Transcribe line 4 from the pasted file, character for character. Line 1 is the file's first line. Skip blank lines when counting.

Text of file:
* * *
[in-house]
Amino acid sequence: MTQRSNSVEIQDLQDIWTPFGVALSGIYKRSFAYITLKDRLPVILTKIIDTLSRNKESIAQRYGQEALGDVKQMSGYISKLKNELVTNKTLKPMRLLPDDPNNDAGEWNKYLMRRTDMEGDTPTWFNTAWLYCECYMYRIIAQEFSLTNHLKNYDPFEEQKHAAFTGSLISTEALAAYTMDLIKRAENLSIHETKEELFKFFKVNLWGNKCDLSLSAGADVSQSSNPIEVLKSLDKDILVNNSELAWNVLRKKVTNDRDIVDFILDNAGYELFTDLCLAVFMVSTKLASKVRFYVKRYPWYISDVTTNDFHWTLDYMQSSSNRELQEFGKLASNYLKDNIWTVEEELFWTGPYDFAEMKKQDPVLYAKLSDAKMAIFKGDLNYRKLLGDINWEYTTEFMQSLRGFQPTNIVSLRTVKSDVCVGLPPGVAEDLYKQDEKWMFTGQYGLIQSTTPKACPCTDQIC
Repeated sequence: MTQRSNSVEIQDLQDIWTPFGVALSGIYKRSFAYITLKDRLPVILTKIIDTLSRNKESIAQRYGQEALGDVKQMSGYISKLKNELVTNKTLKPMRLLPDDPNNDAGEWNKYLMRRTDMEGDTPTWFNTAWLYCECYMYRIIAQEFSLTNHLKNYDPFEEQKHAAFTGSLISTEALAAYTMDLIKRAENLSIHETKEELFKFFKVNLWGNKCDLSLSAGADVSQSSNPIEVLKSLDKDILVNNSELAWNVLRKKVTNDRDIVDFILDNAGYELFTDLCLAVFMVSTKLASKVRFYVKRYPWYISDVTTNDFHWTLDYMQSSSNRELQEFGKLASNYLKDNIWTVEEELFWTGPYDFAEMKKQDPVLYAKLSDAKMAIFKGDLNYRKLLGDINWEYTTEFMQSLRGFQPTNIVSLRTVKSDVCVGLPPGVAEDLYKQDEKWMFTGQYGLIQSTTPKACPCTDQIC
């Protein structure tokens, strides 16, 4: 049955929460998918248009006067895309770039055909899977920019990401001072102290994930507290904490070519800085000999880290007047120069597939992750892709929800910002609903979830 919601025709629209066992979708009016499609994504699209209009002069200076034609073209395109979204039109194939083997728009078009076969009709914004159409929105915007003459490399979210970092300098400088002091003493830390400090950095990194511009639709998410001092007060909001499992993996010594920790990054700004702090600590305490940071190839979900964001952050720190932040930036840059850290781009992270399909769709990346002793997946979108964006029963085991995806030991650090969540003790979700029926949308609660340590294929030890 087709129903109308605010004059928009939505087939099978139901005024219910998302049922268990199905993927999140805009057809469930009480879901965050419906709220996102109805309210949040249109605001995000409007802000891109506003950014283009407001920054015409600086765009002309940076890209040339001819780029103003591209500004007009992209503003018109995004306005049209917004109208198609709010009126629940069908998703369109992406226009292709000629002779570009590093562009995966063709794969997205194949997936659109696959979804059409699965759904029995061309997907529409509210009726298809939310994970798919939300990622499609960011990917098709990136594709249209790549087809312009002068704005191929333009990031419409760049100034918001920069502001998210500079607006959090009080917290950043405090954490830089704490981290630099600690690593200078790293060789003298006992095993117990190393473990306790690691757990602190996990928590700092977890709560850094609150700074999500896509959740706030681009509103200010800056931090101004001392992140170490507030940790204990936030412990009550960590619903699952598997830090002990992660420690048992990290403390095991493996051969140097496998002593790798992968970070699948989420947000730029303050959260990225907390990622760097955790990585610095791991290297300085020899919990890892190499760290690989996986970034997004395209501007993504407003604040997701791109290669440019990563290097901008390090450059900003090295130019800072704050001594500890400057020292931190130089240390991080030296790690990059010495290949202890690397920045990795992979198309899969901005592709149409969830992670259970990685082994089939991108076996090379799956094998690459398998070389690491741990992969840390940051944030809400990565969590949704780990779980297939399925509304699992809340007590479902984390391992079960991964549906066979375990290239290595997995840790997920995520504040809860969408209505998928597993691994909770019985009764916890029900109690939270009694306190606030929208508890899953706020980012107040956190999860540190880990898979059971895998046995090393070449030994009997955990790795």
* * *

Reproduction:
């Protein structure tokens, strides 16, 4: 049955929460998918248009006067895309770039055909899977920019990401001072102290994930507290904490070519800085000999880290007047120069597939992750892709929800910002609903979830 919601025709629209066992979708009016499609994504699209209009002069200076034609073209395109979204039109194939083997728009078009076969009709914004159409929105915007003459490399979210970092300098400088002091003493830390400090950095990194511009639709998410001092007060909001499992993996010594920790990054700004702090600590305490940071190839979900964001952050720190932040930036840059850290781009992270399909769709990346002793997946979108964006029963085991995806030991650090969540003790979700029926949308609660340590294929030890 087709129903109308605010004059928009939505087939099978139901005024219910998302049922268990199905993927999140805009057809469930009480879901965050419906709220996102109805309210949040249109605001995000409007802000891109506003950014283009407001920054015409600086765009002309940076890209040339001819780029103003591209500004007009992209503003018109995004306005049209917004109208198609709010009126629940069908998703369109992406226009292709000629002779570009590093562009995966063709794969997205194949997936659109696959979804059409699965759904029995061309997907529409509210009726298809939310994970798919939300990622499609960011990917098709990136594709249209790549087809312009002068704005191929333009990031419409760049100034918001920069502001998210500079607006959090009080917290950043405090954490830089704490981290630099600690690593200078790293060789003298006992095993117990190393473990306790690691757990602190996990928590700092977890709560850094609150700074999500896509959740706030681009509103200010800056931090101004001392992140170490507030940790204990936030412990009550960590619903699952598997830090002990992660420690048992990290403390095991493996051969140097496998002593790798992968970070699948989420947000730029303050959260990225907390990622760097955790990585610095791991290297300085020899919990890892190499760290690989996986970034997004395209501007993504407003604040997701791109290669440019990563290097901008390090450059900003090295130019800072704050001594500890400057020292931190130089240390991080030296790690990059010495290949202890690397920045990795992979198309899969901005592709149409969830992670259970990685082994089939991108076996090379799956094998690459398998070389690491741990992969840390940051944030809400990565969590949704780990779980297939399925509304699992809340007590479902984390391992079960991964549906066979375990290239290595997995840790997920995520504040809860969408209505998928597993691994909770019985009764916890029900109690939270009694306190606030929208508890899953706020980012107040956190999860540190880990898979059971895998046995090393070449030994009997955990790795």